Crucially, wouldn't getting a somewhat more critical and less overtly heroic depiction of US soldiers in the media open up all kinds of possibilities? Possibilities that would allow understanding both the nature of war and of what it does to people?

Der Tod kommt später, vielleicht is a book that demonstrates that photography can play a very interesting role investigating war. Editorial photographs of the military do not have to look like they are straight out of the military's PR material. Given we are now constantly at war (with some wars, such as the drone war in Yemen not even being openly declared any longer) we need to be talking about war and what it does to people.

For a while now, Germans were said to be the people who got out of their military obligations by providing money (for example, Germany did not participate in the first Gulf war). But is that so different from what we all are doing? The extent of our involvement in all the various wars is to pay our taxes and to call soldiers "heroes" (unless those very soldiers are brothers or sisters or sons or daughters). For a while, we used to stick ribbons to our cars. We don't seem to be doing that much any longer - what do you know, those ribbons are magnetic, so they come right off. How convenient! We shop, while they fight our wars.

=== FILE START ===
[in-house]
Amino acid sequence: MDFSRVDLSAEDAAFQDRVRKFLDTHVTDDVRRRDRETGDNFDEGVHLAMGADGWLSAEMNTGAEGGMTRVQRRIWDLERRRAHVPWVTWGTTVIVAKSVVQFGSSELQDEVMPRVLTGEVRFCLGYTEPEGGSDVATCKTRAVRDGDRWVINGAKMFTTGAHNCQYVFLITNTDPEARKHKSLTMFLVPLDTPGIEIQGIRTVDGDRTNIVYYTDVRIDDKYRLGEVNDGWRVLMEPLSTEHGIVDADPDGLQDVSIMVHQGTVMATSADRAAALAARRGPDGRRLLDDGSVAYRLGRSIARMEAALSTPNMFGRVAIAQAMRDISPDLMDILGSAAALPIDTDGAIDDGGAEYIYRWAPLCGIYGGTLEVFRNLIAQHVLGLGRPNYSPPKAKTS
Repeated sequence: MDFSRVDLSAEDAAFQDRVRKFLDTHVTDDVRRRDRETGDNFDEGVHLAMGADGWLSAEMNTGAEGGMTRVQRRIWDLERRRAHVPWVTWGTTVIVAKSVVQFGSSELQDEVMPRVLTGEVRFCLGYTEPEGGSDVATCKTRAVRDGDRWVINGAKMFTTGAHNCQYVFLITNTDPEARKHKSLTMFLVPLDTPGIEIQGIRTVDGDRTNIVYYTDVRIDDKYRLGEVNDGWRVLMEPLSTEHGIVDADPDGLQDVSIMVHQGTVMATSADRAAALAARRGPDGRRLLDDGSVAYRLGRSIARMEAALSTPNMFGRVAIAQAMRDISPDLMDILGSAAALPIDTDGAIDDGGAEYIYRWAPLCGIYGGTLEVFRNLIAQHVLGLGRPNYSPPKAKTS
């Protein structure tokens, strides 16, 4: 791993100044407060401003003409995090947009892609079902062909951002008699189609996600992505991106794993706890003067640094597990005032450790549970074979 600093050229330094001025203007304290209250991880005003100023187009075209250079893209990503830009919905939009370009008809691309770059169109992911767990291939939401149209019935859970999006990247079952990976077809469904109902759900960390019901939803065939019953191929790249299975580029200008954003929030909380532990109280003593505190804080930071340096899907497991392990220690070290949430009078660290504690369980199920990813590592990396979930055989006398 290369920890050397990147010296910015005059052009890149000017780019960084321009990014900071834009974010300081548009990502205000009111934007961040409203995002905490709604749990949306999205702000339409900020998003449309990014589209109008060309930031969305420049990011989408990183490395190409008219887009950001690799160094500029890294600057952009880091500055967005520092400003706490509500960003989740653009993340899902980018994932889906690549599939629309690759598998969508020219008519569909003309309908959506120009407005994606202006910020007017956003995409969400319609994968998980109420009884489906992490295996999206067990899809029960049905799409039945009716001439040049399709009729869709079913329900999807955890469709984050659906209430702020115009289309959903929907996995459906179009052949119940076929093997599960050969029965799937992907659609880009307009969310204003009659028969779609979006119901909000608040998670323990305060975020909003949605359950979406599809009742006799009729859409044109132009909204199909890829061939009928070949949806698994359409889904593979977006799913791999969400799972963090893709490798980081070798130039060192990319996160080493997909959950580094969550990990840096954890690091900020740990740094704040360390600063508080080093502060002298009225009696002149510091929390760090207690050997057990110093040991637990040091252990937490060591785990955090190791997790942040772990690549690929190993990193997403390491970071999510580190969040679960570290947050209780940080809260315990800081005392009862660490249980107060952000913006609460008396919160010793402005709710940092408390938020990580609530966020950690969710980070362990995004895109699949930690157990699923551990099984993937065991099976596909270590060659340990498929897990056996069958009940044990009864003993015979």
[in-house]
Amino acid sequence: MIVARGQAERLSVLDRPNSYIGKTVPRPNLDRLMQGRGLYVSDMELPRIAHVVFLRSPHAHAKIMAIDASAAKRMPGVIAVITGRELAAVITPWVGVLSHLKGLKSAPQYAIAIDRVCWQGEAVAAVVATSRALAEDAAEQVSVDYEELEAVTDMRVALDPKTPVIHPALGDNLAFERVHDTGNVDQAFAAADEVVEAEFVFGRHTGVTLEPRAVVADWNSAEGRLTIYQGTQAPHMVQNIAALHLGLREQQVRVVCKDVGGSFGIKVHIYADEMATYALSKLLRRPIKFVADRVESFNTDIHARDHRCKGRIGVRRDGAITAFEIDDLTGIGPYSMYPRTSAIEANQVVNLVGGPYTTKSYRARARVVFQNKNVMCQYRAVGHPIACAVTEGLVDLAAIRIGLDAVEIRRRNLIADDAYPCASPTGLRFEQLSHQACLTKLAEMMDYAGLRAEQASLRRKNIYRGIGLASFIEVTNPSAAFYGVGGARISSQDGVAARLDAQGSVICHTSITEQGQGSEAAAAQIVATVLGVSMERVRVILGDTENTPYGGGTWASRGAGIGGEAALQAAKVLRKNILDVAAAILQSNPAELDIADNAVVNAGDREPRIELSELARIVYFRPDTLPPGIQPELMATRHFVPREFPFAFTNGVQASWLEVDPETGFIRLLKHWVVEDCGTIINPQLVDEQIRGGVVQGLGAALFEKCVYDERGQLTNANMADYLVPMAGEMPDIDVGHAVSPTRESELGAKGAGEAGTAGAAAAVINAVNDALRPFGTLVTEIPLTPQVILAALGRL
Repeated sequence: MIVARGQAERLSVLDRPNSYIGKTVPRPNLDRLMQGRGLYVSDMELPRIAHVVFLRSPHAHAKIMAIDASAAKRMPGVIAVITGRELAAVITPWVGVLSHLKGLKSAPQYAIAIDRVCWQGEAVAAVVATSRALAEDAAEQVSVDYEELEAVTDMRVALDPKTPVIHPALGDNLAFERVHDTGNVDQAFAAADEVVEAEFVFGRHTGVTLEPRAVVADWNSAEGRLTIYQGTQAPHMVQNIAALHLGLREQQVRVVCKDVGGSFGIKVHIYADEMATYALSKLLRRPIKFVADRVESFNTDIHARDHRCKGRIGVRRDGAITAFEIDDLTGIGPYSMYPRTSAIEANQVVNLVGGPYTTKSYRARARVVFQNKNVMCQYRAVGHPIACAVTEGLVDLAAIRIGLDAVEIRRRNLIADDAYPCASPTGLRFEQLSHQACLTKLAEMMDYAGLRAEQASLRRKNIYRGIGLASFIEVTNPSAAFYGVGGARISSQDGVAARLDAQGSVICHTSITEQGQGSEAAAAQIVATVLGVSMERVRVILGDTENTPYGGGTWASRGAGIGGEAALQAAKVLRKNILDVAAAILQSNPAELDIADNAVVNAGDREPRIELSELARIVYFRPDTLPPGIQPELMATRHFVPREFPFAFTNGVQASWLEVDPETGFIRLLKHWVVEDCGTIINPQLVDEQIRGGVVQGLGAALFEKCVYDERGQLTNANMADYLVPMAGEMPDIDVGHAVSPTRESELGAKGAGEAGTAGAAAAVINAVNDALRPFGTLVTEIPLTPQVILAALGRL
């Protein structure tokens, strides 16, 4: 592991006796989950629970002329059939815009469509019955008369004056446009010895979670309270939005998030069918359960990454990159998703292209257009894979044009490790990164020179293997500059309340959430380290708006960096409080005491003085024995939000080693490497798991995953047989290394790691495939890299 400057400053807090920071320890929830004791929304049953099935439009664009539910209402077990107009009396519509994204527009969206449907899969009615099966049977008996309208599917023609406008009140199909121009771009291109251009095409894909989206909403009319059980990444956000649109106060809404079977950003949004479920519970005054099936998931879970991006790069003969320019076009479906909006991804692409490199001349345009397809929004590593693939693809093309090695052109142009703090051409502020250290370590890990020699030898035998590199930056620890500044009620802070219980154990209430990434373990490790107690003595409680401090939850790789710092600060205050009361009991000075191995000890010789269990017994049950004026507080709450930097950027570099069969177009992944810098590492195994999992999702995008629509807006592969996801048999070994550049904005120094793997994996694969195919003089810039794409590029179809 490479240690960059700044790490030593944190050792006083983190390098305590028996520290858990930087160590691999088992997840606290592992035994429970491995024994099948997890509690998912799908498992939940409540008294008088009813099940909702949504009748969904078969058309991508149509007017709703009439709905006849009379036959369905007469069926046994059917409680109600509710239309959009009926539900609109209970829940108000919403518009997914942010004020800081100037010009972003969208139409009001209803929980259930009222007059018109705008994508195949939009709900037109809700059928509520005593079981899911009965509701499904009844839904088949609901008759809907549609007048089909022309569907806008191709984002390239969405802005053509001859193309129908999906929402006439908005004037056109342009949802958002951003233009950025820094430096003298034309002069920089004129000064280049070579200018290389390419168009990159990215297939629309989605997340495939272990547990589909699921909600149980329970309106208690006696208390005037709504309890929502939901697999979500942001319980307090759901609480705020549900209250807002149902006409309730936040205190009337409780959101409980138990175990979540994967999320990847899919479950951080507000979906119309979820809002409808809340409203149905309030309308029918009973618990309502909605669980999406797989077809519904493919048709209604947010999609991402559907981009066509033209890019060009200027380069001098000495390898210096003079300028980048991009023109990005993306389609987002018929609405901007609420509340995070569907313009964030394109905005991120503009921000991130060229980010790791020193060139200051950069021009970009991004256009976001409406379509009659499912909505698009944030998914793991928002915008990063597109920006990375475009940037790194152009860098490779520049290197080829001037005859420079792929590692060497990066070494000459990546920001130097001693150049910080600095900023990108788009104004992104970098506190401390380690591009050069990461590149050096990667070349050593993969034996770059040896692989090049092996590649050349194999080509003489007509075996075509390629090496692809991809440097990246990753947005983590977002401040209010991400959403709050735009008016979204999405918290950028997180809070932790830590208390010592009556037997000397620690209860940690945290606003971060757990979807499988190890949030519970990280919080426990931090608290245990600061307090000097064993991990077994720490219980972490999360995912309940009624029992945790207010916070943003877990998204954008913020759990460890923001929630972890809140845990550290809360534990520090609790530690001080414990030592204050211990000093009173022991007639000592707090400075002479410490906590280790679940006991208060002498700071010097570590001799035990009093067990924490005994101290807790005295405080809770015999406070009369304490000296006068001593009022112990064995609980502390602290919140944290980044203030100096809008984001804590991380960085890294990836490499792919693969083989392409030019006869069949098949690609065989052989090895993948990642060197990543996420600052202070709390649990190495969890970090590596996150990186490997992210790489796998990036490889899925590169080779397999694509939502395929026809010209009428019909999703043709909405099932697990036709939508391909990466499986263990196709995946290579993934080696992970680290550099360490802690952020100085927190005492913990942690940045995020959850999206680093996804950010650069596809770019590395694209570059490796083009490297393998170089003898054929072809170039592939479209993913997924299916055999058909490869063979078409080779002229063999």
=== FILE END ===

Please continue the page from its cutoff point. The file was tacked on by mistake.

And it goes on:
Der Tod kommt später, vielleicht; photographs by Jörg Gläscher; essays by Holger Witzel, Ingo Schulze, Jochen Missfeldt, Kathrin Schmidt, Peter Bialobrzeski, Tanja Dückers, Wolfgang Prosinger; 136 pages; Kehrer; 2011 - unfortunately, there appears to be only a German-language edition of this book

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There is nowhere else in the world quite like Chungking Mansions, a dilapidated seventeen-story commercial and residential structure in the heart of Hong Kong's tourist district. A remarkably motley group of people call the building home; Pakistani phone stall operators, Chinese guesthouse workers, Nepalese heroin addicts, Indonesian sex workers, and traders and asylum seekers from all over Asia and Africa live and work there--even backpacking tourists rent rooms. In short, it is possibly the most globalized spot on the planet continue